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SEL Studies in English Literature 1500-1900 42.4 (2002) 731-752

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Skirting around the Sex in Mary Tighe's Psyche

Harriet Kramer Linkin

"Psyche" is the legend of love; the poem is infused with a rather delightful suppressed eroticism which may have had something to do with its huge success, though Mary herself announced: "I have only pictured innocent love, such love as the purest bosom might confess." If purity in bosoms is maintained by ambiguity and lofty language, she may be right about the innocence of all those "kisses bathed in ambrosial dew."

—Victoria Glendinning (1974) 1

When in 1801 Mary Tighe began composing Psyche; or, The Legend of Love, an epic romance that offers a sensual, often erotic reworking of the myth of Cupid and Psyche, she knew how dangerous articulating sexual passion could be for a woman's literary reputation. 2 As if the history of women's literature lacked sufficient examples, the reception of two recently departed Marys—Wollstonecraft and Robinson—demonstrated how women writers who voice passion do so with peril. Though Wollstonecraft promoted the rational in A Vindication of the Rights of Woman (1792) whereas Robinson inscribed the erotic in Sappho and Phaon (1796), both Wollstonecraft and Robinson alike were castigated by conservative critics for unleashing indecorous passions in their writings, whether those passions were political or sexual. Indeed Richard Polwhele's diatribe on The Unsex'd Females (1798) baldly categorized Tighe's contemporaries as good girls or bad girls based on his assessment of their sexual politics. 3 For Polwhele, [End Page 731] Wollstonecraft epitomized the bad seed who enticed other women writers such as Robinson, Anna Barbauld, Charlotte Smith, Helen Maria Williams, or Ann Yearsley into her "female band despising NATURE's law" by urging them "To blend mental energy with Passion's fire." 4 Good women writers such as Elizabeth Montagu, Elizabeth Carter, Hester Chapone, Hester Thrale Piozzi, Anna Seward, Fanny Burney, or Ann Radcliffe resisted Wollstonecraft's infecting "strain" by joining Hannah More's seraphic "train." 5 The stratification of Romantic-era women writers into such camps by Polwhele (and others) made it increasingly difficult for a woman writer to express passion without being consigned to the bad girl camp, "unsex'd" by her critics and therefore unavailable to a larger female constituency who only had access to culturally sanctioned publications. If women writers wanted to be read by the largest possible constituency but wanted to express the passions, was there an acceptable way to make passion manifest? Would they simply adopt the traditional male positioning of the female as the object of desire, or could they dare to show the female as the subject of her own erotic experience, without dire consequences to the female or the writer? Was it conceivable to present a female character in an erotic relationship who is not preparing to take the leap of Leucata (Sappho in Robinson's Sappho and Phaon), finding herself "bastilled" in a madhouse (Maria in Wollstonecraft's Maria; or the Wrongs of Woman [1798]), or discovering herself in league and in love with the devil (Victoria in Charlotte Dacre's Zofloya [1806])?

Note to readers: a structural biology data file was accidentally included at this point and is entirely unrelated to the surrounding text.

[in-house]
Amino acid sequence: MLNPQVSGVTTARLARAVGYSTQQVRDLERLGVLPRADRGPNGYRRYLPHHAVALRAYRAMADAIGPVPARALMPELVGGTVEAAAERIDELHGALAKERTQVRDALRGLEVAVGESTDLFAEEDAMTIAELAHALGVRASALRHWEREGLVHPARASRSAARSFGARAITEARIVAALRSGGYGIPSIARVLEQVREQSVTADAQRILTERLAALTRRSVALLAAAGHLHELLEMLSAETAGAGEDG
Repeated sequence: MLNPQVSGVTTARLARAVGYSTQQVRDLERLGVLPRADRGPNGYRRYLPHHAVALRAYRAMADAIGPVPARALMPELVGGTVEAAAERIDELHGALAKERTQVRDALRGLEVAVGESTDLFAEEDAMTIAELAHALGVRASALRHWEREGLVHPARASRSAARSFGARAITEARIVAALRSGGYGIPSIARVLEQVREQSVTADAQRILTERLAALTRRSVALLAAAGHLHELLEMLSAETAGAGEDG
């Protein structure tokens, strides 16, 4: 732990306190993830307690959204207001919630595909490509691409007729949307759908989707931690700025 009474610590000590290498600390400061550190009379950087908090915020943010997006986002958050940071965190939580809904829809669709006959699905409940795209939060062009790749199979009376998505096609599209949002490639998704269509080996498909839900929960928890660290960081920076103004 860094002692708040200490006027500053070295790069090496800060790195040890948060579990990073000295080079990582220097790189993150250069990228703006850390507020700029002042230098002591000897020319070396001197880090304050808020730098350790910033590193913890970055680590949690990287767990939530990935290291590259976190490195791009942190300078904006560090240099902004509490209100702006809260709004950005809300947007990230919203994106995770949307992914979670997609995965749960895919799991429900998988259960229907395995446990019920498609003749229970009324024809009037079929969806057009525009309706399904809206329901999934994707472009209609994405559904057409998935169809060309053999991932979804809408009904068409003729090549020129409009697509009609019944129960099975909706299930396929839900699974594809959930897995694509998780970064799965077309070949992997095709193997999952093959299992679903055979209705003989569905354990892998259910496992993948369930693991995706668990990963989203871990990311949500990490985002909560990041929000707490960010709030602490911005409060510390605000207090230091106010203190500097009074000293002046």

Tighe turns to the legend of Cupid and Psyche to take up these questions. By doing so, she locates a narrative framework that allows for a more promising outcome at the outset than the conclusions prescripted by many of the comparable source texts her peers select. In contrast to Robinson's treatment of Sappho's fatal passion, Dacre's revision of M. G. Lewis's The Monk (1796), or Felicia Hemans's representation of women's tragic histories in Records of Woman (1828), Tighe can show that despite (or perhaps because of) Psyche's trials, her erotic relationship with Cupid culminates with her transformation into a goddess. Moreover, because Tighe models portions of her Psyche on Lucius Apuleius's rendition of the tale in his bawdy Latin novel The Golden Ass, she grants herself a classicist's license to express the licentious. 6 But Tighe seeks more than a translator's...


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